Although many important events in U.S. foreign relations have culminated in treaties,17 the United States does not conclude all agreements with foreign nations through the process outlined in the Treaty Clause. The President regularly enters into executive agreements, which do not receive the Senate’s advice and consent, and “political commitments” and other nonlegal pacts that are not intended to be binding.18 Since the turn of the twentieth century, Presidents have increasingly used alternatives to treaties,19 which are examined in the discussion of the President’s inherent power over foreign affairs.20 The following essay focuses on treaties in the constitutional sense, meaning international agreements21 that the President concludes after receiving the Senate’s advice and consent through the process defined in the Treaty Clause.22

See ArtI.S10.C1.1 Foreign Policy by States. back
Id. back
See, e.g., Lozano v. Montoya Alvarez, 572 U.S. 1, 11, (2014) ( “[T]reaties . . . are primarily ‘compact[s] between independent nations[.]’” ) (first set of brackets in original) (quoting Medellín v. Texas, 552 U.S. 491, 505 (2008)); Altman & Co. v. United States, 224 U.S. 583, 600 (1912) ( “Generally, a treaty is defined as ‘a compact made between two or more independent nations, with a view to the public welfare.’” ) (citation omitted)); Whitney v. Robertson, 124 U.S. 190, 194 (1888) ( “A treaty is primarily a contract between two or more independent nations, and is so regarded by writers on public law.” ); Head Money Cases (Edye v. Robertson), 112 U.S. 580, 598 (1884) ( “A treaty is primarily a compact between independent nations.” ). Although sovereign nations are the primary subject of treaties, in modern practice, other entities, such as international organizations, occasionally have joined treaties. See generally James Crawford, Brownlie’s Principles of Public International Law 115–16 (8th ed. 2012) [hereinafter Brownlie’s Principles]. back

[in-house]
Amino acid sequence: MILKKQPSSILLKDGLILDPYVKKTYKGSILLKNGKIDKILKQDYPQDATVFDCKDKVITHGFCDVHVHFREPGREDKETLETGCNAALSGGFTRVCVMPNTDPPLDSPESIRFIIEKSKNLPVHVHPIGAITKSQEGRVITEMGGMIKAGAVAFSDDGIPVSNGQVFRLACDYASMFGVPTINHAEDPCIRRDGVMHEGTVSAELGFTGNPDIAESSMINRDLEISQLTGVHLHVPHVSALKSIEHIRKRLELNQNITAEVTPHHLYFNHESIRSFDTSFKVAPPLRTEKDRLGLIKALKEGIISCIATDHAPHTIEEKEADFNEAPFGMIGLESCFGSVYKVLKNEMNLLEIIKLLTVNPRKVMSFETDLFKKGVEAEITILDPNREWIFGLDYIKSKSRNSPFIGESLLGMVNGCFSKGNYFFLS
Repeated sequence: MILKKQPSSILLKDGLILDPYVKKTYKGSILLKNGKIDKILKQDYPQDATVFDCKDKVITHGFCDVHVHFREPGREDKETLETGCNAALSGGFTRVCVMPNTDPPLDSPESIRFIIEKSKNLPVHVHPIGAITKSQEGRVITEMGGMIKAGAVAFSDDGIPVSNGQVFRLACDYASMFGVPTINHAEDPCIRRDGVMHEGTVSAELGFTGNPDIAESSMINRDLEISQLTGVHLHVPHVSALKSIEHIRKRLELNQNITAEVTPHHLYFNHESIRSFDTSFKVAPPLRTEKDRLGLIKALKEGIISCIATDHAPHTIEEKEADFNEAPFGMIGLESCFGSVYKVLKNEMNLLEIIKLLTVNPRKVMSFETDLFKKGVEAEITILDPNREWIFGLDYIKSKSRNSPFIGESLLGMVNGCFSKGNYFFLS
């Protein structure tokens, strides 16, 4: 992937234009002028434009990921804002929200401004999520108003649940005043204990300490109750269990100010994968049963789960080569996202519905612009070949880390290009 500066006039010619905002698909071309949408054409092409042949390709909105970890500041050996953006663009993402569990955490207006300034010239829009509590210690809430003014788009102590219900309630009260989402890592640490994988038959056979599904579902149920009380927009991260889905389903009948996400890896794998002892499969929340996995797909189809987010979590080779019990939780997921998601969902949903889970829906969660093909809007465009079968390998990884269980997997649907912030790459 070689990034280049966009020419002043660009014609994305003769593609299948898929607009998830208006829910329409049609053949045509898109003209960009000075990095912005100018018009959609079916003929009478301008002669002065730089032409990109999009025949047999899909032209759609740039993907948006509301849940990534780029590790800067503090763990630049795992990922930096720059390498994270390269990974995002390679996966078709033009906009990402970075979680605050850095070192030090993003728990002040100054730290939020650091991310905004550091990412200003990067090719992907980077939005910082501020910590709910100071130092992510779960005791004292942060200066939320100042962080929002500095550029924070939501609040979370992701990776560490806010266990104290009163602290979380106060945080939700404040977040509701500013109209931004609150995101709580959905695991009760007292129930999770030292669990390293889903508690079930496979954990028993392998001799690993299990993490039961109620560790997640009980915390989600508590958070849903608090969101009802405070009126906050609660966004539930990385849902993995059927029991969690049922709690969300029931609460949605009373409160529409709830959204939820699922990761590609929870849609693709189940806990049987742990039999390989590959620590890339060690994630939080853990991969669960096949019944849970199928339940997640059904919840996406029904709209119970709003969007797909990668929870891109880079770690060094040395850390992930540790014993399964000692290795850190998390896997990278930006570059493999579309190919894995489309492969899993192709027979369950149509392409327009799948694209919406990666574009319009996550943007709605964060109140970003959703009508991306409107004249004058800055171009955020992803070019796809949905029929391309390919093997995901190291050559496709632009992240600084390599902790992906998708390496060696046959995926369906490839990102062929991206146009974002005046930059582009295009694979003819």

See generally Arthur Nussbaum, A Concise History of the Law of Nations (1954). back
See Intro.6.1 Continental Congress and Adoption of the Articles of Confederation. See also David Golove, The New Confederalism: Treaty Delegations of Legislative, Executive, and Judicial Authority, 55 Stan. L. Rev. 1697, 1706–10 (2003) (discussing historical evidence for the conclusion that the predominant, but not universal, view at the time of the Framing was that the Articles of Confederation formed a treaty-based body); Richard Beeman, Plain, Honest Men: The Making of The American Constitution 8 (2009) ( “The Articles of Confederation, America’s first ‘constitution,’ was not really a proper constitution, but rather a peace treaty among thirteen separate and sovereign states.” ); John C. Yoo, The Continuation of Politics by Other Means: The Original Understanding of War Powers, 84 Cal. L. Rev. 167, 237 (1996) ( “[T]he [Confederation] Congress had judicial, legislative, and executive functions more typical of a treaty organization than a sovereign government.” ). back
See ArtII.S2.C2.1.4 Self-Executing and Non-Self-Executing Treaties. back
See id. back
U.S. Const. art. VI, cl. 2. For discussion of the relationship between treaties and the Supremacy Clause, see ArtII.S2.C2.1.4 Self-Executing and Non-Self-Executing Treaties, and for broader analysis of the Supremacy Clause, see ArtVI.C2.1 Overview of Supremacy Clause. back